Investigators also presented multifaceted approaches to each recommendation, determining the strength and prioritization of each recommendation based on the importance of the outcome, benefit relative to harm, expected variation in patient preferences, financial burden relative to benefit expected, and the feasibility of each intervention.

For example, in addressing cognitive and physical rest and aerobic treatment for pediatric mTBI patients, the investigators recommend that healthcare providers counsel patients on observing restrictive activity during the first several days after the injury. The recommendation is graded as “B”, meaning it should usually be followed, whereas a stronger recommendation that should almost always be followed is graded as “A.”

Among its most interesting recommendations is the investigators’ stance on limiting computed tomography (CT) scans in children with mTBI. According to their analysis, up to 7.5% of children reporting to the ED with mTBI will have ICI. But a variety of factors in patients without the use of CT make patients at greater risk of ICI or more severe TBI are prevalent in assessment. Researchers concede, though, that head CT is still the preferred diagnostic tool to rapidly identify ICI in acute care settings.

“However, higher doses of radiation attributable to this type of imaging in children have been associated in studies with an increase in the lifetime cancer risk, although the cumulative absolute risk appears small,” investigators wrote. “Furthermore, certain pediatric populations will require sedation to obtain adequate neuroimaging, increasing the overall risk related to imaging processes.”

Investigators also made the recommendation that children returning to school following mTBI be assisted by medical and school-based teams, who should both counsel the child and their family on the process of increasing academic activities at a gradual rate. The goal, they note, is to increase school participation without exacerbating patient symptoms.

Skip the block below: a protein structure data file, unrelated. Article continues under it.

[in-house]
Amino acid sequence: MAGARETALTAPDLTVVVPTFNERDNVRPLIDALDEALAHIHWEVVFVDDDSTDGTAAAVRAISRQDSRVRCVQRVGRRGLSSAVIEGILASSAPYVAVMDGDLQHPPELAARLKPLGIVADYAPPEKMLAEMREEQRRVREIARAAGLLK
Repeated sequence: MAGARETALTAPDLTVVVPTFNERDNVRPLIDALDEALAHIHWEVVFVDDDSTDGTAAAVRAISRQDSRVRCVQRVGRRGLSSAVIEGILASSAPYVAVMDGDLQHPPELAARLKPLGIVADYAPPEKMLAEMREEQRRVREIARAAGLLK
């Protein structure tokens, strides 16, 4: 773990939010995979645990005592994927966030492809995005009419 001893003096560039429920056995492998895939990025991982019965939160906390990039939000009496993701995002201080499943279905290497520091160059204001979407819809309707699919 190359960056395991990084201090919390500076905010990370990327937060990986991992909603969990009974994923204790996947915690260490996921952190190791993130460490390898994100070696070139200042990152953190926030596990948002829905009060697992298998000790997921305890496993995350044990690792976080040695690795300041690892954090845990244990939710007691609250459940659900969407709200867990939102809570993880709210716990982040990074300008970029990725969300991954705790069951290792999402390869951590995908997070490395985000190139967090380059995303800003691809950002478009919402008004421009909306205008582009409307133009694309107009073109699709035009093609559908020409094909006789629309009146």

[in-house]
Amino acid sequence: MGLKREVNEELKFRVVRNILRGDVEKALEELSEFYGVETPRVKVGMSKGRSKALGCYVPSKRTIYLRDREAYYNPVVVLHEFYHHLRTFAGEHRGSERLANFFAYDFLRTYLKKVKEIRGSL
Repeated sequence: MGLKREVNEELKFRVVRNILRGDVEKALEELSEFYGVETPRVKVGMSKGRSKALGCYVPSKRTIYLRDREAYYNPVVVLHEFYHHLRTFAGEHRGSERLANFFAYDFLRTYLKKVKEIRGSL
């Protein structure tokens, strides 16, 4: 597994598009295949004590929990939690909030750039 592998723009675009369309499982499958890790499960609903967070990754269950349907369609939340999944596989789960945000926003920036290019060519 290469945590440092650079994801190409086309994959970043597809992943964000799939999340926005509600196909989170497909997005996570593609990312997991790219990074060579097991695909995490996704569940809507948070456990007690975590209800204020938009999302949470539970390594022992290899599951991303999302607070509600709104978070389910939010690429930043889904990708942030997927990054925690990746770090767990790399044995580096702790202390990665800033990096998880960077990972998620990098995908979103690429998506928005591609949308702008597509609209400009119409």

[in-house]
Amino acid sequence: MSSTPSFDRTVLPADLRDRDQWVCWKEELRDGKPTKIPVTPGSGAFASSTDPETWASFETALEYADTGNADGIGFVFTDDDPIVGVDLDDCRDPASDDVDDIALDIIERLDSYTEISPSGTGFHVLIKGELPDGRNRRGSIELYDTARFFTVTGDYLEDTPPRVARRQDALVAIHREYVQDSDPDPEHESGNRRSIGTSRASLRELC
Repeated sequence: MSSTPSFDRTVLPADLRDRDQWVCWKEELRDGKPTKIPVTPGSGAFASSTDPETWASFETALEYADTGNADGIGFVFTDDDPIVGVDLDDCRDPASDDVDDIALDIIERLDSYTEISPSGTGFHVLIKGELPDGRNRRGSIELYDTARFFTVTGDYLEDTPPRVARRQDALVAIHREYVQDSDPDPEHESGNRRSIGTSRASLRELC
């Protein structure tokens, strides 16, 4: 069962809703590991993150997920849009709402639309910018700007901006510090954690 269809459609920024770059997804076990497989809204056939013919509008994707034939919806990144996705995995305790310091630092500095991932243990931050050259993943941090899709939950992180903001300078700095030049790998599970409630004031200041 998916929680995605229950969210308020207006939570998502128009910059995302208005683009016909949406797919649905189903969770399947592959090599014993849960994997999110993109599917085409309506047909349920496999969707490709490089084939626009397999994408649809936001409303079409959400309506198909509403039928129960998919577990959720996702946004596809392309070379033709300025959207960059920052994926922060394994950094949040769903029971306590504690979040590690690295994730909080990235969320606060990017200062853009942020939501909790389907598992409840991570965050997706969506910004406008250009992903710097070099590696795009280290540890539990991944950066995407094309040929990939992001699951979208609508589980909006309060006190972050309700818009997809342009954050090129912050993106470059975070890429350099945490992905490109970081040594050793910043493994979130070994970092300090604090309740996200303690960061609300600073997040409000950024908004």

“Because postconcussive symptoms resolve at different rates in different children after mTBI, individualization of return-to-school programming is necessary,” investigators wrote. “To protect their legal right to an appropriate education, children with mTBI who have a greater symptom burden and prolonged recoveries may require formal educational planning incorporating protections under federal statutes.”

Along with these updated recommendations, investigators advocated for a multifaceted approach to their implementation. They noted that materials such a screening tool, online courses, fact sheets, and patient discharge literature have been created by the CDC, who will also support guideline distribution through its HEADS UP campaign.

As the guidelines are based on the recent development of new and critical neurological findings, the investigators call for a similarly updated and critical assessment of the recommendations as they are practiced.

“The science of managing mTBI in children is rapidly evolving and expanding,” they concluded. “This guideline identifies the best practices based on the current evidence for health care professionals in primary care, outpatient specialty, inpatient, and emergency care settings; updates may be made as the body of evidence grows.”

The guidelines, "Centers for Disease Control and Prevention Guideline on the Diagnosis and Management of Mild Traumatic Brain Injury Among Children," were published in JAMA Pediatrics on Tuesday.